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Prevalence of Sleep Disturbances in Psoriasis

This study has been completed.
Information provided by (Responsible Party):
Steven R. Feldman, Wake Forest University Health Sciences Identifier:
First received: May 7, 2009
Last updated: March 8, 2017
Last verified: March 2017
The purpose of this study is to compare the sleep quality of patients with psoriasis to patients without psoriasis.


Study Type: Observational
Study Design: Observational Model: Case-Control
Time Perspective: Cross-Sectional
Official Title: Prevalence of Sleep Disturbances in Psoriasis

Resource links provided by NLM:

Further study details as provided by Wake Forest University Health Sciences:

Primary Outcome Measures:
  • Measured prevalence of poor sleep quality in psoriasis subjects as compared to sex-, age-, and BMI-matched subjects without psoriasis, defined as the control population, will be assessed by the Pittsburgh Sleep Quality Index (PSQI). [ Time Frame: 1 year ]

Enrollment: 64
Study Start Date: October 2009
Study Completion Date: December 2014
Primary Completion Date: February 2011 (Final data collection date for primary outcome measure)
Psoriasis patients
40 subjects (male or female) age 18 or older with psoriasis covering >10% BSA and without a diagnosis of depression.
Patients without psoriasis
40 subjects without psoriasis matched for age, sex and BMI, as a control population.

Detailed Description:

In psoriasis, the burden of disease extends well beyond physical manifestations and can be associated with significant physical, social and psychological impairments. The impact of psoriasis on quality of life has been extensively investigated and demonstrates a negative affect on activities of daily living including sleep. Sleep abnormalities have also been reported in other dermatologic diseases including atopic dermatitis. However, there is relatively little data on the impact of psoriasis on sleep quality and what factors are likely to cause sleep disturbances. Obtaining this information is important because both psoriasis and sleep disorders are associated with cardiovascular disease. A better understanding of sleep problems in psoriasis may help to further our knowledge of psoriasis co-morbidities.

Certain factors associated with psoriasis, including pruritus, depression, and sleep-disordered breathing (obstructive sleep apnea) can independently affect sleep. It would be of particular interest to assess the effect of these factors on sleep quality in psoriasis subjects and the control group to determine what type of sleep problems exist among patients with psoriasis.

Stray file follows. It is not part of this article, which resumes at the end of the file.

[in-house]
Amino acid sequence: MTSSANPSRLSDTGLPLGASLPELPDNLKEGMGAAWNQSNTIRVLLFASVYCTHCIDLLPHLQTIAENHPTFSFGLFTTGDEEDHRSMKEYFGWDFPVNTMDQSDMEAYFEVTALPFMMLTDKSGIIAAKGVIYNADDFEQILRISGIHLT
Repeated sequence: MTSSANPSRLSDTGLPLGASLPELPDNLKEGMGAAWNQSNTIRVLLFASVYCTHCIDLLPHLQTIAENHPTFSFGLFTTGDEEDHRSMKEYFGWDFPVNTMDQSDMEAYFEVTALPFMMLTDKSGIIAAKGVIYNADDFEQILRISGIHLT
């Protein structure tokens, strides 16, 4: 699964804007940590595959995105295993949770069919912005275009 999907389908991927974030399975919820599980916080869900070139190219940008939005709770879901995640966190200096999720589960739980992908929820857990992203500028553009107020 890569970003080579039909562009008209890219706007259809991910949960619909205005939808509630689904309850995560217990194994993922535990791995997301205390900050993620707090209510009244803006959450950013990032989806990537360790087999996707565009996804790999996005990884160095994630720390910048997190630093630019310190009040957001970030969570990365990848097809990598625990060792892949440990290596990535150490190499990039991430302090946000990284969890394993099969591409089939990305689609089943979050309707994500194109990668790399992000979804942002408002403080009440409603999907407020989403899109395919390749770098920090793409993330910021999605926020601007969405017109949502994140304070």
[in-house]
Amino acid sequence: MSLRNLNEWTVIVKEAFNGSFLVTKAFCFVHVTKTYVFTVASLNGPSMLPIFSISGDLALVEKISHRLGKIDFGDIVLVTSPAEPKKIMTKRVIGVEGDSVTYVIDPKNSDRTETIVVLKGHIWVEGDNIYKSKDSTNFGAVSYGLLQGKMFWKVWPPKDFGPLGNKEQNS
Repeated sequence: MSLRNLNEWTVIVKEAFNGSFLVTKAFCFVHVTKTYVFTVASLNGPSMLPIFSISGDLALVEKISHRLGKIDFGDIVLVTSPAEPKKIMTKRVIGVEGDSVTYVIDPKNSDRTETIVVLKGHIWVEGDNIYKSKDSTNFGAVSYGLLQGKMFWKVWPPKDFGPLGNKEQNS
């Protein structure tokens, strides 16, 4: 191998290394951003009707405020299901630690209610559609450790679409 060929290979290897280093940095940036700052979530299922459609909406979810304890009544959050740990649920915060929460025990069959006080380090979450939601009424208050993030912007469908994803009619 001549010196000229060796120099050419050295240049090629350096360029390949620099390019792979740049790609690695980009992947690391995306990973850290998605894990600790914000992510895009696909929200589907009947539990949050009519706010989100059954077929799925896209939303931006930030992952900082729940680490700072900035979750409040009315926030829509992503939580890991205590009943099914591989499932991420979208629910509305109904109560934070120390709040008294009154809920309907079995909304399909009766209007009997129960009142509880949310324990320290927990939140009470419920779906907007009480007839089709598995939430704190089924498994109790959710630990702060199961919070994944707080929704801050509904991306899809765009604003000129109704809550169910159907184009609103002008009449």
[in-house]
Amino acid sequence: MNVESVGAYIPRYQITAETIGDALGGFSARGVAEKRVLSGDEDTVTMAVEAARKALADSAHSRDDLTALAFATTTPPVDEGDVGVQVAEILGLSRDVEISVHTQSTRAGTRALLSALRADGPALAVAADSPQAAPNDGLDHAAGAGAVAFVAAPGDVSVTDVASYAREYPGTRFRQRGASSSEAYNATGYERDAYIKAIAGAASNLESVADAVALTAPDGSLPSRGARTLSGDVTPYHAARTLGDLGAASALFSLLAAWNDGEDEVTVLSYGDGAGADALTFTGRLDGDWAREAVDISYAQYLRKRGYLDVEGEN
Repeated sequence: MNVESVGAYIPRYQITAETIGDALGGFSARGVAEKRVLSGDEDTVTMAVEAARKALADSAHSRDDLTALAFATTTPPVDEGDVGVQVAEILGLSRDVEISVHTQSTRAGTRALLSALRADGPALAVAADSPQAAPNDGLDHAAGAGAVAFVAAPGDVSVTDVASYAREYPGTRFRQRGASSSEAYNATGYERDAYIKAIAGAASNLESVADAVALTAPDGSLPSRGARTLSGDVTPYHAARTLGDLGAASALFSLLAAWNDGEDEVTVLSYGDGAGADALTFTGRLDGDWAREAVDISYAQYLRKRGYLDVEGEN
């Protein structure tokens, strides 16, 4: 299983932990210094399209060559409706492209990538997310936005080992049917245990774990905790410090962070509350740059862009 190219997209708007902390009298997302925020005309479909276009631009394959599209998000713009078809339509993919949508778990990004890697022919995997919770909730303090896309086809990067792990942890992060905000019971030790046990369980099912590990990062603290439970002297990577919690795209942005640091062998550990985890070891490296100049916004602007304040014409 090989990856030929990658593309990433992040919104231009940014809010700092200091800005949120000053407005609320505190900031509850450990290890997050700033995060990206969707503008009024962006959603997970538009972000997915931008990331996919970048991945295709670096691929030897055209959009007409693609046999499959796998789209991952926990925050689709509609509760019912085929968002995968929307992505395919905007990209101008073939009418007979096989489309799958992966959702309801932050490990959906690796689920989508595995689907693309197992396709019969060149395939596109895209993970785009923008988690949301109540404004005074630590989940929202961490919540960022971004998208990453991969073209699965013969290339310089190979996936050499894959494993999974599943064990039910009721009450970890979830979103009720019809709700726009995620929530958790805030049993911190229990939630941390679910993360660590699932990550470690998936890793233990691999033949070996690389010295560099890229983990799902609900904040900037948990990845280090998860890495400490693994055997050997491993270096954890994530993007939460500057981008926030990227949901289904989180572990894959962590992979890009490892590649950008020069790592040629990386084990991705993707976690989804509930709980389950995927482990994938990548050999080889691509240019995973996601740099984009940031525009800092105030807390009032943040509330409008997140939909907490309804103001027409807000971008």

This study involves the use of six questionnaires to be given to subjects with psoriasis covering >10% BSA and 40 subjects without psoriasis matched for age, gender and BMI, as a control population. The questionnaires will be given to subjects when they come for their scheduled appointments. The surveys will be completed anonymously and will be collected by a staff member when they are done. A physician will determine the participants' disease severity using the Psoriasis Area and Severity Index (PASI) and will attach the score to their questionnaire.

The questionnaires will cover sleep quality, depression, pruritis, insomnia, hypersomnia, and sleep-disordered breathing. Subjects will be given standard instructions to follow written directions on each questionnaire and will be given an unlimited amount of time to complete the surveys.


Ages Eligible for Study:   18 Years and older   (Adult, Senior)
Sexes Eligible for Study:   All
Accepts Healthy Volunteers:   Yes
Sampling Method:   Non-Probability Sample
Study Population
Patients from the Wake Forest University Physicians outpatient clinics

Inclusion Criteria:

  • Chronic plaque psoriasis (at least 6 months)

Exclusion Criteria:

  • Active depression
  Contacts and Locations
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Please refer to this study by its identifier: NCT00895375

United States, North Carolina
Wake Forest University Health Sciences, Dermatology
Winston-Salem, North Carolina, United States, 27157
Sponsors and Collaborators
Wake Forest University Health Sciences
Principal Investigator: Steven Feldman, MD, PhD Department of Dermatology, Wake Forest University Health Sciences
  More Information

Responsible Party: Steven R. Feldman, Professor of Dermatology, Wake Forest University Health Sciences Identifier: NCT00895375     History of Changes
Other Study ID Numbers: IMM 08-0087
Study First Received: May 7, 2009
Last Updated: March 8, 2017

Keywords provided by Wake Forest University Health Sciences:
Wake Forest

Additional relevant MeSH terms:
Sleep Wake Disorders
Skin Diseases, Papulosquamous
Skin Diseases
Nervous System Diseases
Mental Disorders
Neurologic Manifestations
Signs and Symptoms processed this record on April 25, 2017